Live Review: Lainey Wilson @ Margaret Court Arena, Melbourne

21 March 2024 | 3:03 pm | Monique La Terra

“The country music renaissance has a warrior queen, and her name is Lainey Wilson.”

Lainey Wilson

Lainey Wilson (Credit: Alysse Gafkjen)

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The country music renaissance has a warrior queen, and her name is Lainey Wilson.

Armoured with her signature bellbottom jeans, a wide-brimmed hat and commanding lyricism, Wilson expertly braids heartfelt, down-home country with southern ‘70s rock, the result of which has resonated with audiences around the world – including in Melbourne.

Her Aussie orientation kicked off a week ago when she posted a hilarious video of Keith Urban driving her to the airport, warning her about snakes and redbacks. During the carpool, she even revealed that her grandfather used to call her “Sheila”, solidifying her connection with Australia.

The first of Wilson’s two concerts in Melbourne was a celebration of all things country, and the crowd was happily dressed for the occasion with cowboy hats peppered throughout the venue.

Knocking back beers by the tray, the audience was hankering for a good time when the show kicked off with Kameron Marlowe. From a General Motors car parts salesman to a platinum-certified artist, Marlowe’s rising star has taken him from North Carolina to Nashville. Following a stint on the American version of The Voice in 2018, Marlowe released his debut album We Were Cowboys in 2022 before appearing at Stagecoach last April.

Blending country and blues with his gritty, Blake Shelton-esque vocals, Marlowe and his three-piece band treated the crowd with songs including Burn Em’ All, Strangers, Girl On Fire, Tennessee Don't Mind, and the hit single Giving You Up.

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Australians love an outlaw, and by the outpouring of applause following Jackson Dean’s set, his electric brand of nostalgic country hit a chord with the crowd. Having made his Australian debut last October, with headline shows in Sydney and Melbourne, Dean understood how to charm the crowd, throwing compliment after compliment at them, but they were on his side regardless. Hailing from Maryland, Dean’s char-grilled accent was so thick it felt rebellious to listen without a passport, and that combined with his vivid, lyrical imagery gave his whole performance a cinematic quality.

Backed by a four-piece band, the set was guitar-driven and every track was a standout. Crowd-pleasers included Fearless, the touching ballad Heavens To Betsy, Don’t Take Much and Don’t Come Looking, which has over 200 million global streams and featured on Paramount’s Yellowstone.

Fresh from her dazzling Australian debut at CMC Rocks, Wilson arrived onstage for the first of two dates at Melbourne’s Margaret Court Arena. Dressed in her signature retro style, Wilson wore bellbottoms with a turquoise belt buckle, a horse print shirt beneath a fringed, leather vest, and as per usual a wide-brimmed hat.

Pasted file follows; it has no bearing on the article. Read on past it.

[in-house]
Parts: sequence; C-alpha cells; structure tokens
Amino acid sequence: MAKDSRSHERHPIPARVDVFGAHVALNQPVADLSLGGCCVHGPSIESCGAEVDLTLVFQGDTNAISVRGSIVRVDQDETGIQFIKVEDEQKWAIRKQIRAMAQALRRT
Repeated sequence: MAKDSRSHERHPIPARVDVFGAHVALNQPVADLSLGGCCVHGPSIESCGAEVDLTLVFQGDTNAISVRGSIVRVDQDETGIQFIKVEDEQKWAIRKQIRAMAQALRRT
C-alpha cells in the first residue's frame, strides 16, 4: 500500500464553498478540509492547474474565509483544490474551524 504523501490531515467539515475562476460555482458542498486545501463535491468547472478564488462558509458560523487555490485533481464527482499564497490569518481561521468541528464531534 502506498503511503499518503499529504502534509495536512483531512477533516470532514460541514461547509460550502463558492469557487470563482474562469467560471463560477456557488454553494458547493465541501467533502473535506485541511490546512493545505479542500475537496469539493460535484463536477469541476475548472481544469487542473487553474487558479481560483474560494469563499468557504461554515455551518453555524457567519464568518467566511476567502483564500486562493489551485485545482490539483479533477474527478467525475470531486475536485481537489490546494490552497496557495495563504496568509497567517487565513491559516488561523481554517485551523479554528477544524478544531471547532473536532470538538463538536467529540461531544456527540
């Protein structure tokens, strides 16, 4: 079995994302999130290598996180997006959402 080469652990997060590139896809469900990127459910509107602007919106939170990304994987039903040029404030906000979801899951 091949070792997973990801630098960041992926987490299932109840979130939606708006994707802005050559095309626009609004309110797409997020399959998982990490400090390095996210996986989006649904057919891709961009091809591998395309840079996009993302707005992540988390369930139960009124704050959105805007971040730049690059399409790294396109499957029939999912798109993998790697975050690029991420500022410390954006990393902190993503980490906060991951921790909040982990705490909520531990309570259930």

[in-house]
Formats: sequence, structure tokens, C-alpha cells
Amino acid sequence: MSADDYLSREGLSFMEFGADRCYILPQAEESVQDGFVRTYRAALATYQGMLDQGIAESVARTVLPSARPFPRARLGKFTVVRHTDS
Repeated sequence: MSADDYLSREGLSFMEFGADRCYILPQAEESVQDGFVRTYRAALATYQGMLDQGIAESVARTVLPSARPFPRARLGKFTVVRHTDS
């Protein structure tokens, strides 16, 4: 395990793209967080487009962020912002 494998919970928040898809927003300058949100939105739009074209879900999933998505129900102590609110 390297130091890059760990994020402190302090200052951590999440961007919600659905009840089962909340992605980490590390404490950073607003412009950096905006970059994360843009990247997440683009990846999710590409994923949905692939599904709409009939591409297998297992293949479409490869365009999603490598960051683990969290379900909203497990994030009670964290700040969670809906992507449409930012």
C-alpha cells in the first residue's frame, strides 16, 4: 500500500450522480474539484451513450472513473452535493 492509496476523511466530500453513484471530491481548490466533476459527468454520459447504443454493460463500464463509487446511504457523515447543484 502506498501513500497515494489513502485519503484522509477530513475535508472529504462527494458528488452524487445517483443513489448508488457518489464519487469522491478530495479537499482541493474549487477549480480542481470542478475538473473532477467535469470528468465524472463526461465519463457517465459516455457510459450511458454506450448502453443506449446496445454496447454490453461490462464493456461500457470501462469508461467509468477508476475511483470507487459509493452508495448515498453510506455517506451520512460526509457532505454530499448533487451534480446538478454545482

The reigning CMA Entertainer Of The Year opened her set with Hold My Halo – a song about embracing your wild side and true to the sentiment Wilson embraced one of Australia’s most bizarre traditions, guzzling back a shoey or what she termed a “holler and swaller.”

Hailing from a town of 200 people in Northeast Louisiana, Wilson is unapologetically a redneck and that aspect of her personality shined during performances of Hillbilly Hippy and Smell Like Smoke, while her earnest, southern drawl gleamed on Heart Like a Truck, Things A Man Oughta Know, and her latest release Country’s Cool Again.

WWDD (short for What Would Dolly Do?) felt anthemic and empowering live onstage. Just as impactful was the energetic Road Runner which expanded into an instrumental session, as did the song Rolling Stone. Throughout the night Wilson joined in on guitar and both with and without it, Wilson exuded confidence, roaming the stage with the swagger of a seasoned performer.

Stylistically, Wilson’s voice is like your favourite pair of faded blue jeans—chic, timeless, and effortlessly cool and on no song is that more apparent than the bittersweet mega hit Watermelon Moonshine featuring a chorus from Deana Carter's Strawberry Wine. Furthering Wilson’s love for the ‘90s was a cover of What's Up? originally recorded by 4 Non Blondes.

One moment that wasn’t on anyone’s Bingo card was a surprise guest appearance from Jet frontman Nic Cester, who performed Cold Hard Bitch and Are You Gonna Be My Girl with Wilson. “I bet y’all weren’t expecting that,” Lainey said following their duet.

A self-proclaimed story farmer, Wilson paid tribute to her roots with the blazing song Wildflowers And Wild Horses. Featuring an overture of Ghost Riders In The Sky by Stan Jones, the song brimmed with nostalgia and imagery of the American West.

Another of the show’s highlights came during the introduction to Atta Girl, when Wilson shared her empowering daily mantra. “I am beautiful. I am smart. I'm godly. I'm fearless. If somebody tells me I can't do it, hold my beer. Watch this,” Wilson declared, acknowledging all the young girls in the crowd.

Throughout the show, Wilson signed boots, hats, and posters for those along the barricades and seemed genuinely grateful to be on tour so far from home.

To the casual country music fan, Wilson seems to epitomise the phrase “overnight success” but that couldn’t be further from the truth. She buckled down for the good part of a decade before finally breaking into the big time with the release of her third and fourth studio albums in 2021 and 2022 respectively and has dominated the genre ever since with six ACM’s, seven CMA’s, and a Grammy under her bedazzled belt.

Bless her bellbottoms.